Long-forgotten recipes from more than 200 years ago have been recreated by the owners of a dozen restaurants in the old "shitamachi" districts of working-class Tokyo.
As part of a campaign to bring more people to an area of the Japanese capital that traditionally sees fewer visitors - despite its rich cultural heritage - the local restaurant owners will be serving up the traditional fare until the end of March.
The recipes include such delicacies as shrimp that have been deep fried in sesame oil and are eaten with soy sauce, grated "daikon" radish and pepper, eels served with vegetables atop a hot rice gruel and roasted spring onions with hot peppered "miso."
"We have recreated the recipes from an ancient cooking book that dated from between 1750 and 1850 and contained 80 recipes," said Naoyuki Yanagihara, whose father, Kazunari, was behind the scheme and is head of the Kinsa-ryu school of traditional Japanese cuisine.
"Some of these recipes have been forgotten, but they come from a period when there was a boom in cookery books," he said. "Also, these recipes were not just for the high-society of the time, but the ordinary people of the town."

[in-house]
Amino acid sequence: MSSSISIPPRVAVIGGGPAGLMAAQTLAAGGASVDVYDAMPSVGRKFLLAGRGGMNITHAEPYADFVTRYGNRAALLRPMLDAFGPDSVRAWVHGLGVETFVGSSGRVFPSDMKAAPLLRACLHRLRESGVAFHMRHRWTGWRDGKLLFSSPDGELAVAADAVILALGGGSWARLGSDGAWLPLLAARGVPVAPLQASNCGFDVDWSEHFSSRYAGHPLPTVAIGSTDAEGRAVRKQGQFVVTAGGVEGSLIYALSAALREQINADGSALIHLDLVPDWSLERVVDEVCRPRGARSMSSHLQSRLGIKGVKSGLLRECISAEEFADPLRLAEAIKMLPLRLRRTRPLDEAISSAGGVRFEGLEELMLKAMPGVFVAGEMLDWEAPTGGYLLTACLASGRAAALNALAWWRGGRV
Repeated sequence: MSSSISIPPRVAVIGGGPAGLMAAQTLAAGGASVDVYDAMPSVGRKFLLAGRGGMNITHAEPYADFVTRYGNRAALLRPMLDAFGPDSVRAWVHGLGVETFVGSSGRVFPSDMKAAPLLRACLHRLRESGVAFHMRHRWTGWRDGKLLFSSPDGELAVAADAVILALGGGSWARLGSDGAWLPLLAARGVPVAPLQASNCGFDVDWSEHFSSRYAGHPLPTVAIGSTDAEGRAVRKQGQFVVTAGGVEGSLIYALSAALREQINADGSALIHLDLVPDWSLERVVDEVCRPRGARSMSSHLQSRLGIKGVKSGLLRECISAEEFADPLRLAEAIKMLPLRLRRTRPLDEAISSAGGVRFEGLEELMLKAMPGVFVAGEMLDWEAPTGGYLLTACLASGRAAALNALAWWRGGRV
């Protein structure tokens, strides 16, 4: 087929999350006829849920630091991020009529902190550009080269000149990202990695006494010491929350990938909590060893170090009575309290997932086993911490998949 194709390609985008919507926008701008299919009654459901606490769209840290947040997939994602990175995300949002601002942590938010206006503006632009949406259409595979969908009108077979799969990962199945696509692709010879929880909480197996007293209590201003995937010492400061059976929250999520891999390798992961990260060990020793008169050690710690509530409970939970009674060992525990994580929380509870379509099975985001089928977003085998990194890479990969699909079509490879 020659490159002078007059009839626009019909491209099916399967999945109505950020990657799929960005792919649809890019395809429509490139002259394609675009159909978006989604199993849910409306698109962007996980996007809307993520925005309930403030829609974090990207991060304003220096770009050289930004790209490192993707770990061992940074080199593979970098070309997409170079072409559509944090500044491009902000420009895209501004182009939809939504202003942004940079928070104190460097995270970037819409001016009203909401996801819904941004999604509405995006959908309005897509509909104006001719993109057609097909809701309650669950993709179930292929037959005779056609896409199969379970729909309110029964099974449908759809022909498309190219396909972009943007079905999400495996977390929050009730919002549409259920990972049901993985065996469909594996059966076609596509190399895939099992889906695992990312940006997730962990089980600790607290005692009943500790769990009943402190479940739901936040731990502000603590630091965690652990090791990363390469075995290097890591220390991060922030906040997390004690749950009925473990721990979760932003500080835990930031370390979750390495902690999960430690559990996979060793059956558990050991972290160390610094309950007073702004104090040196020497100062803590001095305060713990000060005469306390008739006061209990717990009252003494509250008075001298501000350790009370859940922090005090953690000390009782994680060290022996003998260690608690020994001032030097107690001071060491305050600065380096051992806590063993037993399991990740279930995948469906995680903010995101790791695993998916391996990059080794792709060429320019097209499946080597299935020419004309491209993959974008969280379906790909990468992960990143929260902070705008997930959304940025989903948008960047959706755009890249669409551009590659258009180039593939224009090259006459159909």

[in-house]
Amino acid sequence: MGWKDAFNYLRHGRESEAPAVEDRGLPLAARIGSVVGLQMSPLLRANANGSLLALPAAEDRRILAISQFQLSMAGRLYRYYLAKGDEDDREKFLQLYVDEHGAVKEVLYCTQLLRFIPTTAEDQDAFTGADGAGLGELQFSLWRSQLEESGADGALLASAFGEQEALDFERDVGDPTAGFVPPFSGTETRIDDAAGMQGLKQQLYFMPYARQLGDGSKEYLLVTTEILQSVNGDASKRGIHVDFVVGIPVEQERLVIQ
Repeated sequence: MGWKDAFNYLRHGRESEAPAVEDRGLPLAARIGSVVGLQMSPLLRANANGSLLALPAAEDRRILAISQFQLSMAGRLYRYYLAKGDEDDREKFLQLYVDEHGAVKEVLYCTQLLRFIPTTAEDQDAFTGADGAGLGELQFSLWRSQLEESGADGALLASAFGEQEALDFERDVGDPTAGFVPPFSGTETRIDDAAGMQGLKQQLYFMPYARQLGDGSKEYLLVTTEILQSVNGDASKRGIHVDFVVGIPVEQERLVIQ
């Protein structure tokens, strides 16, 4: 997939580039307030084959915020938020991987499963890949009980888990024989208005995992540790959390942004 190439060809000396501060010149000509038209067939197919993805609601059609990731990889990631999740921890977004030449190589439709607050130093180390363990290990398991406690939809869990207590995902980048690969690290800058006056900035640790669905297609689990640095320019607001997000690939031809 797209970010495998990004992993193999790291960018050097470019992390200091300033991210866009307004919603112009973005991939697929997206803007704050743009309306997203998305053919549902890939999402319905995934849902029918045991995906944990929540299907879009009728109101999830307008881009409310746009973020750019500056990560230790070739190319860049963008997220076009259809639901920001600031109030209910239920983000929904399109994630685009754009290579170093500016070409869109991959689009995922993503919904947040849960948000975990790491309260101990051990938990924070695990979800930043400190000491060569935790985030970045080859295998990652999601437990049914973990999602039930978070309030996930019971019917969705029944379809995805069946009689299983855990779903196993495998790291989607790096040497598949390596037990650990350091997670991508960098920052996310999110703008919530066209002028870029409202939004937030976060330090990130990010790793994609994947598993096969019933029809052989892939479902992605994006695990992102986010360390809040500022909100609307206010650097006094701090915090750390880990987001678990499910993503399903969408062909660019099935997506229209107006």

Kazunari Yanagihara stuck to three principles as he recreated the dishes: the food had to be simple, tasty and the ingredients had to be available in modern Japan.
He also discovered that the cooks of the Edo era did not always specify precise amounts of ingredients or the seasonings that they used, which gave him some room to use his imagination in fashioning the tastes and smells of the district many generations ago.
The Taito and Sumida districts of the capital, alongside the Sumida River, were the thoroughfares of the old city and today still have a distinctly different feel to the glass-and-steel tower blocks that have been erected elsewhere. The Kokugikan sumo arena has occupied its present position, on the east bank of the Sumida, for more than 100 years and the narrow surrounding streets are little changed in the last six decades.
But local authorities are hoping that the construction of the Tokyo Sky Tree - which will stand 634 metres tall when it opens in 2012 - will arouse new interest in the area and bring in more visitors.
The traditional dishes attracted much attention at the recent Edo Flavour Festival, held on Sunday, and the restaurants may yet be convinced to keep them on their menus after the campaign is over if they prove sufficiently popular with customers.
For further information: www.edonoajiwai.jp